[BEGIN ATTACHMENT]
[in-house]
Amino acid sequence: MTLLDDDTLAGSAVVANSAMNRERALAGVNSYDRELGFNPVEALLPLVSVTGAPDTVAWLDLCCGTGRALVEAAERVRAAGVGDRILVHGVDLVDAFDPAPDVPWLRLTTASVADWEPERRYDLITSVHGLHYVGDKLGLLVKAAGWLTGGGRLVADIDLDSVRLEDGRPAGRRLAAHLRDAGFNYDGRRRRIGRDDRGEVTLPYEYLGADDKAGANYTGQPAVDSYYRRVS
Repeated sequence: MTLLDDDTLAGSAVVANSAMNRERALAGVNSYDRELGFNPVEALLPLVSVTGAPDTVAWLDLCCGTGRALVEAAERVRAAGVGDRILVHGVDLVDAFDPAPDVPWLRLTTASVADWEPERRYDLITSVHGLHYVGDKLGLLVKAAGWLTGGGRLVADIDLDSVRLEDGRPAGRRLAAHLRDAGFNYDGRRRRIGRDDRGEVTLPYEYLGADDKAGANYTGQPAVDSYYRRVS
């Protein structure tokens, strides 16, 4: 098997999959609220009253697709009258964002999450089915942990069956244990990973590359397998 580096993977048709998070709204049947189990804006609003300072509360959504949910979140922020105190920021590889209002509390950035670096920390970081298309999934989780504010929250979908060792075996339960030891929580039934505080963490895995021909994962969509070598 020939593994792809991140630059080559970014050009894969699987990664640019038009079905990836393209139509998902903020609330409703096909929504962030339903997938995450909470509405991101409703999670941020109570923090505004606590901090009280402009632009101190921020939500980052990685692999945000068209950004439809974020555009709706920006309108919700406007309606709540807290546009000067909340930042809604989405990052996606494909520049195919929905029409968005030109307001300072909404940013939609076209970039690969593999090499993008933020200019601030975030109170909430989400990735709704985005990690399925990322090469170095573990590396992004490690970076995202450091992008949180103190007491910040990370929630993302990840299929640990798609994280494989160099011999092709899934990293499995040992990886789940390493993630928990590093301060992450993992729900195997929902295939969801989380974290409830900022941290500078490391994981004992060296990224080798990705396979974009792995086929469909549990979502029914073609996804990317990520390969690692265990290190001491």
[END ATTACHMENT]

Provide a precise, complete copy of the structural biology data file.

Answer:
[in-house]
Amino acid sequence: MTLLDDDTLAGSAVVANSAMNRERALAGVNSYDRELGFNPVEALLPLVSVTGAPDTVAWLDLCCGTGRALVEAAERVRAAGVGDRILVHGVDLVDAFDPAPDVPWLRLTTASVADWEPERRYDLITSVHGLHYVGDKLGLLVKAAGWLTGGGRLVADIDLDSVRLEDGRPAGRRLAAHLRDAGFNYDGRRRRIGRDDRGEVTLPYEYLGADDKAGANYTGQPAVDSYYRRVS
Repeated sequence: MTLLDDDTLAGSAVVANSAMNRERALAGVNSYDRELGFNPVEALLPLVSVTGAPDTVAWLDLCCGTGRALVEAAERVRAAGVGDRILVHGVDLVDAFDPAPDVPWLRLTTASVADWEPERRYDLITSVHGLHYVGDKLGLLVKAAGWLTGGGRLVADIDLDSVRLEDGRPAGRRLAAHLRDAGFNYDGRRRRIGRDDRGEVTLPYEYLGADDKAGANYTGQPAVDSYYRRVS
């Protein structure tokens, strides 16, 4: 098997999959609220009253697709009258964002999450089915942990069956244990990973590359397998 580096993977048709998070709204049947189990804006609003300072509360959504949910979140922020105190920021590889209002509390950035670096920390970081298309999934989780504010929250979908060792075996339960030891929580039934505080963490895995021909994962969509070598 020939593994792809991140630059080559970014050009894969699987990664640019038009079905990836393209139509998902903020609330409703096909929504962030339903997938995450909470509405991101409703999670941020109570923090505004606590901090009280402009632009101190921020939500980052990685692999945000068209950004439809974020555009709706920006309108919700406007309606709540807290546009000067909340930042809604989405990052996606494909520049195919929905029409968005030109307001300072909404940013939609076209970039690969593999090499993008933020200019601030975030109170909430989400990735709704985005990690399925990322090469170095573990590396992004490690970076995202450091992008949180103190007491910040990370929630993302990840299929640990798609994280494989160099011999092709899934990293499995040992990886789940390493993630928990590093301060992450993992729900195997929902295939969801989380974290409830900022941290500078490391994981004992060296990224080798990705396979974009792995086929469909549990979502029914073609996804990317990520390969690692265990290190001491």